Motorists in remote areas may be given a discount on the cost of fuel under plans being considered by the Government, Treasury Chief Secretary Danny Alexander says..
There is increasing pressure for the Government to take action to reduce the burden on motorists faced with increasing prices at the pump, with ministers considering introducing a “fair fuel stabiliser”.
Mr Alexander said the Government was also taking steps to introduce a “discount scheme” for drivers in remote communities who depend heavily on their cars but are faced with higher fuel costs.
David Cameron has indicated that a fuel duty stabiliser was being examined, although Mr Alexander acknowledged there were difficulties with the plan.
The concept of the fuel stabiliser is to peg fuel duty to the price of oil so that when the price of oil goes up the proportion of tax goes down, and vice versa, maintaining a steady price for consumers.
The Chief Secretary told BBC1’s Politics Show: “We as a Government are looking at the idea of the fair fuel stabiliser, as the Prime Minister has been saying.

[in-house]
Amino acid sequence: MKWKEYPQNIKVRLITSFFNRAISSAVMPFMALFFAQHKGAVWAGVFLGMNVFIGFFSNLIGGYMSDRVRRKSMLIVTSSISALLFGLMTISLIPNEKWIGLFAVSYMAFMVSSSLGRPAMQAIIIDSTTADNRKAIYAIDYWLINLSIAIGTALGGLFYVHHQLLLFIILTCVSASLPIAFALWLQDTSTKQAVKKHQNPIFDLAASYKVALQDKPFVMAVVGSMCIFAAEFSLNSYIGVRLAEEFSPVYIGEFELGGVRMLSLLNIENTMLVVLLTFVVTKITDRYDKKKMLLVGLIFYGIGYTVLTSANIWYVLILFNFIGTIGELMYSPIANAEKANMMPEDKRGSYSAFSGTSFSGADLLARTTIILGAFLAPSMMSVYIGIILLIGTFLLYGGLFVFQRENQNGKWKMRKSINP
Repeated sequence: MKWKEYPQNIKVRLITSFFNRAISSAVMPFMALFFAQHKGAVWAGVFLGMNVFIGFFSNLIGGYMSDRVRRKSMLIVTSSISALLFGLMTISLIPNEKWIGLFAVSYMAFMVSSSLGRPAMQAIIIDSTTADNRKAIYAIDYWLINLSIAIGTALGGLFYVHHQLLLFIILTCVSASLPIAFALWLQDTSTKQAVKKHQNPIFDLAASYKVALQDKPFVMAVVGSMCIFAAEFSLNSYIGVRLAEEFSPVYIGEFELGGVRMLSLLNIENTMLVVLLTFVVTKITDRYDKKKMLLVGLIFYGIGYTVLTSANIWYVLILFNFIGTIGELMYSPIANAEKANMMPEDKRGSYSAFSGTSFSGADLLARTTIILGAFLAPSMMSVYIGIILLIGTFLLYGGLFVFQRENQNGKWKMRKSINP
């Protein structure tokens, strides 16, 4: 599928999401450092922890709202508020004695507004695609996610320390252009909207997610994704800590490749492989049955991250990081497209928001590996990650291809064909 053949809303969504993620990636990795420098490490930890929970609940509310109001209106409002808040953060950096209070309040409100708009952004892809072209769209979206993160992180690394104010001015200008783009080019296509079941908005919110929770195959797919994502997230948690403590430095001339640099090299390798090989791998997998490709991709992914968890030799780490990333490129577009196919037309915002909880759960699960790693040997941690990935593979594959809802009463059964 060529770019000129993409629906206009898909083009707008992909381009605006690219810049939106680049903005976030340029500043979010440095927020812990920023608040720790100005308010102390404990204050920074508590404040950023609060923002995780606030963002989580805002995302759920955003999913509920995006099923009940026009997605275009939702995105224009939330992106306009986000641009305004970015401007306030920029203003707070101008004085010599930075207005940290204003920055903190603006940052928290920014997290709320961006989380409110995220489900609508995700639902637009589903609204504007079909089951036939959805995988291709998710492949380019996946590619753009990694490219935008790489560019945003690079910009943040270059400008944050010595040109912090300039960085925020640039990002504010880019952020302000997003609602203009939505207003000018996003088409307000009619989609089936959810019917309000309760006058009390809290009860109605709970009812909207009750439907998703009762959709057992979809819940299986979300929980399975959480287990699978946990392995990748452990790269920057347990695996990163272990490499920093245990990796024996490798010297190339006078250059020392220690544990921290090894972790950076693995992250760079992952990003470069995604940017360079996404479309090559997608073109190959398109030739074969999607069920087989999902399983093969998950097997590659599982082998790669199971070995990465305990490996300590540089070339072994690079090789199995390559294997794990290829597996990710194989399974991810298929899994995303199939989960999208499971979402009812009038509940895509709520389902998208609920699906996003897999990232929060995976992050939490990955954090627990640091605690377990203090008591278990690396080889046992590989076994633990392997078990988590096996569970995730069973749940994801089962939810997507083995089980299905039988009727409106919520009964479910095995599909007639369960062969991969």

“It’s a complicated idea and it’s difficult to see precisely how we achieve it but it’s something that we are looking at very carefully to see if we can reduce the burden of fuel duty.
“We are already also taking steps, and we are the first Government that’s done this, to put in place a fuel duty discount scheme for remote communities where the prices are absolutely highest, something previous governments refused to do.”
In the coalition agreement the Government committed to “investigate measures to help with fuel costs in remote rural areas, starting with pilot schemes”. The measure was also contained in the Liberal Democrat manifesto at the general election.